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Freeman blames 8-year Sick Kids delay on Brexit

SNP health secretary Jeane Freeman has blamed the decade-long fiasco surrounding the new Sick Kids hospital in Edinburgh on Brexit.

Despite being in sole charge of the beleaguered project since coming to office in 2007, the nationalists said it was the UK’s decision to leave the EU which was halting progress at the Little France site.

Ms Freeman will table a parliamentary amendment today declaring “construction inflation has been driven significantly in recent times by Brexit and its impact on sterling and on the attractiveness to potential skilled workers to come from the EU to work in Scotland”.

That excuse comes less than 24 hours after she ordered a public inquiry into the hospital construction saga.

Since plans to replace the current Sick Kids hospital in the Capital were announced, the project has been beset by financial and planning problems.

The Scottish Government stumped up less money than NHS Lothian thought it would, meaning funding had to be secured through the controversial non-profit distribution scheme.

Since then, the hospital has been repeatedly delayed, and now won’t open until autumn next year at the very earliest.

Scottish Conservative shadow health secretary Miles Briggs said:

“Blaming Brexit for the significant delays at the new Sick Kids is a hilariously bad excuse, even by the SNP’s standards.

“Let’s remember this hospital was supposed to open in 2012, years before the ‘Brexit’ word had even been coined.

“And if Jeane Freeman is so convinced that Brexit is to blame for this fiasco, why did she order a public inquiry less than 24 hours prior to this statement?

“Patients, their families and staff are in no doubt about who is at fault for this hospital farce.

“The SNP have been in sole charge of this since 2007 – it has absolutely no hiding place.”



Notes to editors:


Below is the wording of the SNP’s amendment to today’s debate motion:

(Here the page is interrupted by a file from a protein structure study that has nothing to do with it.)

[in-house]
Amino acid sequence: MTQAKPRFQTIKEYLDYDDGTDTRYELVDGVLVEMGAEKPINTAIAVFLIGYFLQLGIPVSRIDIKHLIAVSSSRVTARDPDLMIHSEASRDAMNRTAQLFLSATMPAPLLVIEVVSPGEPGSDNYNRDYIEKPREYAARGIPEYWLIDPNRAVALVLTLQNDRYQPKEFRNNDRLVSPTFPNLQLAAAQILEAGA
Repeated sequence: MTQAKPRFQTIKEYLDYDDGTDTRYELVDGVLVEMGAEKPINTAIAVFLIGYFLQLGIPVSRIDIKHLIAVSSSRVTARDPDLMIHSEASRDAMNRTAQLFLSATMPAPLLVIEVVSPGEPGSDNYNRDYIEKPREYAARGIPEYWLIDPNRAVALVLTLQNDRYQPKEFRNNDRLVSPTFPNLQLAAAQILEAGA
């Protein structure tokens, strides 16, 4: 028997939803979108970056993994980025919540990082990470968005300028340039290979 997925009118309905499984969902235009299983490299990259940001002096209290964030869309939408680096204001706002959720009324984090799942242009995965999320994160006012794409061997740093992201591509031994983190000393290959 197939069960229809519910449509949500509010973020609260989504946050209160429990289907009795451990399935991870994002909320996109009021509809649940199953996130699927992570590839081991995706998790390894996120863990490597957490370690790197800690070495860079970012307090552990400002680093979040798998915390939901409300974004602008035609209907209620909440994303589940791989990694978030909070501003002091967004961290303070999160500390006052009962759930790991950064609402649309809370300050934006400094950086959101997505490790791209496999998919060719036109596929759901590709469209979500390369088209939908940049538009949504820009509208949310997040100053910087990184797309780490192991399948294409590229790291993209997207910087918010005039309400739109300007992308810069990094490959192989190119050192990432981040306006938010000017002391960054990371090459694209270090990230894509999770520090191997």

As an amendment to motion S5M-18902 in the name of Miles Briggs (Mismanagement of NHS Construction Projects), leave out from “is deeply concerned” to ", and asks for" and insert "‘believes that patient safety should be the primary consideration in NHS construction projects; is deeply concerned with the ongoing problems which have led to the delay of the new Royal Hospital for Children and Young People (RHCYP) in Edinburgh and the concerns expressed in relation to the Queen Elizabeth University Hospital (QUEH) in Glasgow; notes the recent KPMG and NSS reports, which have identified the root of shortcomings in ventilation systems in key areas of the new RHCYP and identified a number of other areas to be rectified before the site opens; believes that, following concerns from affected parents, it would be the right step to increase confidence by establishing a public inquiry, under the Inquiries Act 2005 into the new RHCYP and the QEUH site to determine how vital issues relating to ventilation and other matters occurred, how mistakes were made and what steps can be taken to prevent them being repeated in future projects; further believes that the ongoing QEUH Independent Review, and the recent KMPG and NSS reports, will help inform the Inquiry; considers that ministers should update Parliament in the event that there are any significant delays to ongoing NHS projects; understands that construction inflation has been driven significantly in recent times by Brexit and its impact on sterling and on the attractiveness to potential skilled workers to come from the EU to work in Scotland; and welcomes that".

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